Laguerre's method is a simple method for numerically computing a root of an arbitrary polynomial, that was developed by the French mathematician Edmond Nicolas Laguerre (1834-1886). The method is fairly simple, and can be shown to converge at a cubic rate, except in the vicinity of a multiple root, where it has only linear convergence. It is a "sure fire" method, that is guaranteed (well, almost anyway) to converge to a root of a polynomial no matter from what point the iteration is started.
Every nth degree polynomial may be written as a product of its n roots as follows:
P(x) = (x - x1)(x - x2) ... (x - xn)
so, it follows that
ln |P(x)| = ln |x - x1| + ln |x - x2| + ... + ln |x - xn|
Taking the derivative of both sides:
d ln|P(x)|/dx = 1/(x - x1) + 1/(x - x2) + ... + 1/(x - xn) = G = P'(x)/P(x)
The absolute value signs have all disappeared, and G may be positive or negative. Taking the second derivative:
-d2 ln|P(x)|/dx2 =1/(x - x1)2 + 1/(x - x2)2 + ... + 1/(x - xn)2 = H = (P'(x)/P(x))2 - P''(x)/P(x)
If we are to assume that the root we are looking for, say x1 is isolated, while the others are clustered a certain distance away (a fairly drastic assumption, but not altogether unreasonable), we can come up with a simple iteration method that should converge to the root no matter where it is in the complex plane. If we denote the distances by:
a = x - x1
b = x - xi, for i = 2,3, ..., n
Then the two equations for G and H above may be rewritten as:
G = 1/a + (n - 1)/b
and 1/a2 + (n-1)/b2 = H
We may then solve for a as:
a = _________________________
G ± sqrt((n-1)(nH - G ))
where the sign is chosen to give a denominator with a larger absolute value
. One can then iterate as follows:
- Choose a trial root xi, and evaluate G, P, H, and a.
- Calculate a new trial root from xi+1 = xi - a
- Repeat steps 1 and 2 until a becomes sufficiently small.
One problem (or advantage, if you look at it another way) with this method is that it may converge to a complex root, because the calculation for a may result in taking the square root of a negative number. The chief advantage of this method is that it will certainly converge to some root of the polynomial no matter what value you choose for your initial approximation. It is a fairly efficient algorithm for numerically computing the roots of a polynomial, as it requires only a single evaluation of the polynomial and its first and second derivatives per iteration, which may be done fairly easily and efficiently, even when doing calculation by hand or with a small pocket calculator.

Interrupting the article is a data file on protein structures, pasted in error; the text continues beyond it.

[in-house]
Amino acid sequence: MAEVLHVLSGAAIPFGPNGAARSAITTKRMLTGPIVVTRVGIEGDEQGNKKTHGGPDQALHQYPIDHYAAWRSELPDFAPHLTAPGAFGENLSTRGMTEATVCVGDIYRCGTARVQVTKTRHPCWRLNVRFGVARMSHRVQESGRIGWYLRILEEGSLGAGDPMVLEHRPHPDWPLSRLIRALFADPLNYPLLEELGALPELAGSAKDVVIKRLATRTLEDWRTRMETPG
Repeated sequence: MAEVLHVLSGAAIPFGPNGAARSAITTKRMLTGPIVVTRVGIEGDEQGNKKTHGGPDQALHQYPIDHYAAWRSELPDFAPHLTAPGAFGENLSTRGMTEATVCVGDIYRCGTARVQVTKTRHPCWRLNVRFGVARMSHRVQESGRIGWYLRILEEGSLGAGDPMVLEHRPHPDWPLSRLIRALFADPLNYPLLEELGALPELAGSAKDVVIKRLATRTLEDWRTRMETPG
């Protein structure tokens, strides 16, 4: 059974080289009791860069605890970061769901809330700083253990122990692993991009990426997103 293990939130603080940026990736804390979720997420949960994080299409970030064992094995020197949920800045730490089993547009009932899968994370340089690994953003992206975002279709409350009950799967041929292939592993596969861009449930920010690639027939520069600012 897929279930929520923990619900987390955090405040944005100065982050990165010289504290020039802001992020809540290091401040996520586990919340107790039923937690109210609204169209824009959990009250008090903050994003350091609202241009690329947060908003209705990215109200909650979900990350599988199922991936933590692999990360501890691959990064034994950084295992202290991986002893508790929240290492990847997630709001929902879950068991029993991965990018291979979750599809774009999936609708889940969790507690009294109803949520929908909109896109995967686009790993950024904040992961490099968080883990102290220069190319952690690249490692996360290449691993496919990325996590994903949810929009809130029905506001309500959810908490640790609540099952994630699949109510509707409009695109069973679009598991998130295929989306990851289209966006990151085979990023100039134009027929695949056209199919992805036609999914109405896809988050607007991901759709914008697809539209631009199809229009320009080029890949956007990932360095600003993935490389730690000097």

The only problem with Laguerre's method is that the theoretical analysis is not quite as complete as we would like. As previously noted, its convergence is third order when converging to a real, simple zero, and it has been shown that this is also true when converging to a simple complex zero. In the neighborhood of a multiple zero it can provide only first order convergence, but this is not a serious difficulty as multiple roots may be eliminated by dividing out the greatest common divisor of the polynomial with its derivative. Failure of convergence seems to be extremely rare, from empirical testing, so this method is a fine candidate for a general-purpose polynomial root-finding algorithm. However, most software packages for finding the roots of polynomials use other methods such as the Jenkins-Traub method that are less efficient, but whose analysis is better understood.
Forman S. Acton, Numerical Methods That Work.
Anthony Ralston and Philip Rabinowitz, A First Course in Numerical Analysis
William H. Press, et. al., Numerical Recipes in FORTRAN